Appendix 4: Taxable Payments
See also:
 P11D Dispensation
 The University's Tax Reporting Obligations
 Petty Cash Expenditure
 Relocation: A Guide to Moving
In certain situations payment to or on behalf of an individual may be permitted which is taxable (i.e. subject to income tax and National Insurance contributions). This appendix outlines how the tax charge is calculated in such instances so that departments and budget holders may take a more informed view on the full cost of such payments.
1. Simple summary
The effects of taxable payments are as follows:
Tax Status of Individual 
Who bears the tax charge 
Effect on the Individual 
Effect on the University 
Basic Rate (20%) 
Individual 
Value of payment reduced by 20%* 
Cost of payment alone 

University 
Individual receives full value of the payment 
Cost of payment increased by 42% 
Higher Rate (40%) 
Individual 
Value of payment reduced by 40%* 
Cost of payment alone 

University 
Individual receives full value of the payment 
Cost of payment increased by 89% 
Additional Rate (45%) 
Individual 
Value of payment reduced by 45% 
Cost of payment alone 

University 
Individual receives full value of the payment 
Cost of payment increased by 107% 
* with National Insurance deductions, the value will actually be reduced further, depending upon circumstances, by up to 11%.
2. Detailed background
(a) The basis of the tax charge
When a payment (either in reimbursement of an Expenses Claim or a payment made directly by the University on behalf of an individual) is deemed to be taxable, tax is usually calculated on the basis of whether the individual concerned is a basic, higher, or additional rate taxpayer.
Tax allowances and rates are published on the HMRC website.
(b) Who bears the tax charge?
Where a tax charge arises it is usually possible to arrange for either the recipient to bear the cost themselves or for the University to arrange to pay, either through adjusting the payment made to the individual to ensure that the correct level of tax is accounted for, or through one of the University's PSAs (PAYE Settlement Agreements).
Factors to be considered when the charge is borne by either the individual or the University are outlined in the following two sections. Budget holders should familiarize themselves with the implications of each route as the cost to the University is significantly different in each case.
Wherever possible, the University will account for tax when the charge arises  in accordance with its duties under the PAYE Regulations  rather than seek to report taxable charges via the P11D process at tax year end. This reduces the administrative burden on both the University and the individual concerned and prevents any future adjustments to the individual's tax code specific to this charge.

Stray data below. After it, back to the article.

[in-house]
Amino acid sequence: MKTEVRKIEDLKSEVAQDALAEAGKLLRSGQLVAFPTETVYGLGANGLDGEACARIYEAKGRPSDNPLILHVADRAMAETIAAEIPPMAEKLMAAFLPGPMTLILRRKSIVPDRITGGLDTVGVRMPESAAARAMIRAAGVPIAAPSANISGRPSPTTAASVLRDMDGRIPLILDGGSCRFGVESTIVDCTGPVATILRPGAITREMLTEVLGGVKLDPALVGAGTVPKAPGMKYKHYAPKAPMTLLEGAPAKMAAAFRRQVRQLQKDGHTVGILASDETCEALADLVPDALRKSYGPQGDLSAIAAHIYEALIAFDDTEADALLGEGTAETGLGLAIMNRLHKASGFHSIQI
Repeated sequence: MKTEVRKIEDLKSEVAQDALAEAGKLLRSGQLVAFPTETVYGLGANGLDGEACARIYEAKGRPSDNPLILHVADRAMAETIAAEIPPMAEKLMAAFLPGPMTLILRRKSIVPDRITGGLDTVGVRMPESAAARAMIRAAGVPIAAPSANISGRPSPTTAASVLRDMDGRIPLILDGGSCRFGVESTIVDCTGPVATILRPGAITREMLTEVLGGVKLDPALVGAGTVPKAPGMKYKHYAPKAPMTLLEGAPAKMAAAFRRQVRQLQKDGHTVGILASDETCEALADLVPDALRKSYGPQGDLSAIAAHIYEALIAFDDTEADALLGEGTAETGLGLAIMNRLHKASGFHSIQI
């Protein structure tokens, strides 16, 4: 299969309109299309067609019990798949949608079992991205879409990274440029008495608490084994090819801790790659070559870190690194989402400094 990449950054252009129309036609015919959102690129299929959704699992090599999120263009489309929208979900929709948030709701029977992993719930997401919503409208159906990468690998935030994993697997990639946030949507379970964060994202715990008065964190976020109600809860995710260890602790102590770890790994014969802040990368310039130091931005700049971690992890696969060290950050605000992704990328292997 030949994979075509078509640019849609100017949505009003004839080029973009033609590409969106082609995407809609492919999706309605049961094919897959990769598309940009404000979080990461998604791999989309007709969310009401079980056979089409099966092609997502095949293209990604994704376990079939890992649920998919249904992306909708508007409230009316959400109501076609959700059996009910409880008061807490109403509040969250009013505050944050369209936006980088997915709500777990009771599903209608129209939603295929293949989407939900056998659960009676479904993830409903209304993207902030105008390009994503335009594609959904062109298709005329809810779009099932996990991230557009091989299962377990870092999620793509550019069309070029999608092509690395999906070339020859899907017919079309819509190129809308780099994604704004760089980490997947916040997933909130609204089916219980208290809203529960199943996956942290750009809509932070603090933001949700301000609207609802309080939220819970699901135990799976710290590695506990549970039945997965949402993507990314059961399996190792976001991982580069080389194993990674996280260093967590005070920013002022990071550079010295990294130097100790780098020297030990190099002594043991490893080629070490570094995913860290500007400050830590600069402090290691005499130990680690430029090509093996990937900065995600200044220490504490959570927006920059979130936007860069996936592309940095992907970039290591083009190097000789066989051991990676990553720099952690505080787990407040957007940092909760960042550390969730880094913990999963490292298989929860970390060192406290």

(c) Tax charge borne by the individual
If the individual concerned bears the tax charge then this will have the following effects upon the payment made:
Effects of individual bearing the tax cost of Taxable Payments: 


For example:
A taxable payment of £125 is made to an individual who is a basic rate taxpayer. The payment will be made as a nonpensionable additional payment via the Payroll and taxed at 20%, so the payee receives a payment after tax of £100. The actual amount will also be slightly less due to National Insurance deductions.
In this case the actual cost to the University is the same as the payment made, i.e. £125 in the example provided above.
If the individual receives a taxable benefit that the University has paid for on their behalf (as opposed to a payment in reimbursement of expenses they have outlaid), then this should be notified to the Payroll Team during the course of the tax year, i.e. when the payment is actually made, so that an adjustment can be made via payroll to reflect the taxable charge.
If the individual receives reimbursement of an expense claim then the payment itself will usually be accounted for and paid to them via the Payroll system and payment made after tax and National Insurance is deducted.
(d) Tax charge borne by the University
If the University opts to cover the cost of the tax due, either via one of the PSAs available, or by ‘grossing up’ the payment so that the value paid over is equivalent to the value of the payment after tax, then this will have the following effects:
Effects of University bearing the tax cost of taxable payments: 


For example:
Three taxable payments, each of £125, are made to three individuals who are, respectively, a basic rate, higher rate, and additional rate taxpayer. The payment will be made via the Expenses Process and tax calculated and charged under one of the University's PSAs. Each payee received a payment after tax and NI of £125 each. The cost to the University for each is as follows:
Basic rate  Higher rate  Additional rate  
Calc.  Result (£)  Calc.  Result (£)  Calc.  Result (£)  
'Gross up' of actual payment  125 x 100/80  156.25  125 x 100/60  208.33  125 x 100/55  227.27  (a) 
Tax due on gross amount  (a) x 20%  31.25  (a) x 40%  83.33  (a) x 45%  102.27  (b) 
National Insurance due (13.8%)  (a) x 13.8%  21.56  (a) x 13.8%  28.75  (a) x 13.8%  31.36  (c) 
total cost (a) plus (c)  177.81  237.08  258.63 
If the individual receives a taxable benefit that the University has paid for on their behalf (as opposed to a payment in reimbursement of expenses they have outlaid), then this should be notified to the Payroll Team during the course of the tax year, i.e. when the payment is actually made, so that an adjustment can be made via payroll to reflect the taxable charge.
If the individual receives reimbursement of an expense claim then the payment itself will usually be accounted for and paid to them via the Payroll system and payment made after tax and National Insurance is deducted.